The inspiring and magical debut feature dealing with hope in the face of tragedy is difficult to classify, but impossible to forget.
The devastation following Hurricane Katrina’s impact on New Orleans and its surrounds still resonantes to this day. The natural disaster did not so much create an impoverished nation, but rather it revealed one already living in the southern Delta. Spike Lee’s documentary When the Levees Broke: A Requiem in Four Acts (2009) argued that many of the problems were preventable ones, while HBO’s Tremé is a serial drama focusing on the lives of a New Orleans neighbourhood getting on with life in the wake of tragedy. Debut director Benh Zeitlin mixes the fantasy world of a child with fact to demonstrate the spirit of a people before and after a tragedy.
In this form of a fairy tale, Zeitlin echoes Terrence Malick’s eye for nature in his lingering study of the green and brown wetness of a sticky bayou community called The Bathtub. Sitting outside the levees of an unnamed Louisiana city, it might well be New Orleans but this rapidly becomes irrelevant. Rich and full of life, The Bathtub is also hauntingly sad, filled with a group of proud tragics who define themselves by their differences to what they see as the land-based “others”. We glimpse this world through the eyes of Hushpuppy (Quvenzhané Wallis), a young girl who lives in a ramshackle house near her alcoholic father Wink (Dwight Henry). When disaster strikes, the community rallies together with a sense of hope belying the inevitability of their fate.
It is difficult to traditionally describe the naturalism of the principal players in Beasts of the Southern Wild. This is perhaps because non-professional performers Wallis and Henry are not so much acting as extending themselves into a world that sits on the border of cinema and reality. It is a rarity that a child’s voice is so accurately rendered in film, rather than a precocious child filtering words an adult has put into their mouths. With Zeitlin’s script, co-written with Lucy Alibar, there is a magical quality to watching these people on-screen. Hushpuppy is told that her mother simply “swam away”, leaving her with her sometimes absent father, who is just as likely to be off fishing as he is outright striking her. His fatherhood is one of tough love, preparing her for the adversities ahead.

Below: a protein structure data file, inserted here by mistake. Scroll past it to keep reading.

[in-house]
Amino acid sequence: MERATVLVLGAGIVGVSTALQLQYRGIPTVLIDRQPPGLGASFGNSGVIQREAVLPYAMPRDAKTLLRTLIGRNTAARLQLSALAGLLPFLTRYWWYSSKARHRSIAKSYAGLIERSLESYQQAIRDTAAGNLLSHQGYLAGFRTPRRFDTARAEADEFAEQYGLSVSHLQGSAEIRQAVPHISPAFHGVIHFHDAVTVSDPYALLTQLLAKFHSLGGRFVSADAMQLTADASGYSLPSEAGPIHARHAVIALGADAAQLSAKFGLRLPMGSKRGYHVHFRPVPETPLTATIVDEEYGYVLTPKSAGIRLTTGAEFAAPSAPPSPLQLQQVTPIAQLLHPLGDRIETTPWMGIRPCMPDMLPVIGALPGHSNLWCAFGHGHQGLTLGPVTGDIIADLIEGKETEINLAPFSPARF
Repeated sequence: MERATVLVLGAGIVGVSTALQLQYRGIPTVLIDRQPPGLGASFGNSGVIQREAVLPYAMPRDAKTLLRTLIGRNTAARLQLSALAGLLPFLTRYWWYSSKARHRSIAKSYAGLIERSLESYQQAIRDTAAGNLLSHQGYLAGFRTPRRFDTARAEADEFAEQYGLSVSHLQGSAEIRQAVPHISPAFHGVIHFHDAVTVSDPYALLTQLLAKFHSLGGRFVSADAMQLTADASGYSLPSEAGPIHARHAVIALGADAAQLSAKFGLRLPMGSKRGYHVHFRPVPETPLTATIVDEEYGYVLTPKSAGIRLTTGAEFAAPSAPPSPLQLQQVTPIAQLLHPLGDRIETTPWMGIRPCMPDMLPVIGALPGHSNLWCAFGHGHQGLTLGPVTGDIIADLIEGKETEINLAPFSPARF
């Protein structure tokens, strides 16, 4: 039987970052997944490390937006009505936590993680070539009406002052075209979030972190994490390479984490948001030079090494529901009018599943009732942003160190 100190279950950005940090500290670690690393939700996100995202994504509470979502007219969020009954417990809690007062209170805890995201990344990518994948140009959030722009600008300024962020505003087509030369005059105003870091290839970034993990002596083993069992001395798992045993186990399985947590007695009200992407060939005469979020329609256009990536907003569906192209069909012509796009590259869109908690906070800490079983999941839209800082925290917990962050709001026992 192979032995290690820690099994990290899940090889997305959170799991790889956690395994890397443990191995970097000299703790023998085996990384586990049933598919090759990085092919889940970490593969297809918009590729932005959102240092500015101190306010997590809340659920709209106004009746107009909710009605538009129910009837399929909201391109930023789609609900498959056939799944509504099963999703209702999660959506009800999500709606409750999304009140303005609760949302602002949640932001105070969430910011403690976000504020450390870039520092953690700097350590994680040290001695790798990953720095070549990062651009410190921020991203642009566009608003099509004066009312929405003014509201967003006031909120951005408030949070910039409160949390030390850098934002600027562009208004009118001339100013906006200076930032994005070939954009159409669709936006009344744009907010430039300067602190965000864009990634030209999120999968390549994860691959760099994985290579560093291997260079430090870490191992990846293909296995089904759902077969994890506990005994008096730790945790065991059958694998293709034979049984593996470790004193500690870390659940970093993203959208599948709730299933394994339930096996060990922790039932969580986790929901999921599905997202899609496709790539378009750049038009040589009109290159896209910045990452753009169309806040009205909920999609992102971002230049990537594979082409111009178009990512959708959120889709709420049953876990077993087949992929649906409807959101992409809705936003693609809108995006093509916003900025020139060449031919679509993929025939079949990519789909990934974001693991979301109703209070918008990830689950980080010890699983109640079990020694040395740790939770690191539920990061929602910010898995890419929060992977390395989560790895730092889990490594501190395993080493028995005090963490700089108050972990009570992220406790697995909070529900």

Beasts of the Southern Wild is a stylistic continuance of Zeitlin’s 2006 short Glory at Sea, which similarly leaves much to the interpretation of the viewer. A mixture of fantasy elements, including CGI boar-like creatures called aurochs that may not actually be there, naturalistic acting and a simultaneous glorification and sinister portrayal of nature seamlessly merge into a singular wonderful whole. Zeitlin has captured the post-apocalyptic nightmare of John Hillcoat’s The Road, another tale viewed through the eyes of a child, and fused it with the surrealist fantasy of Spike Jonze’s Where the Wild Things Are (2009). The result is a wholly unique voice, and an ambitious accomplishment for an independent production.
Few debut films manage to be saddled with the term “masterpiece” on their first pass, and this singular take on the coming of age story gets almost everything right from the start. While the fatality of the narrative perhaps may heavily direct the last third of the film, Beasts of the Southern Wild is a film that sets up its punches and ensures that you feel them. The most human of all possible stories is a startlingly original film that will remain a classic for years to come.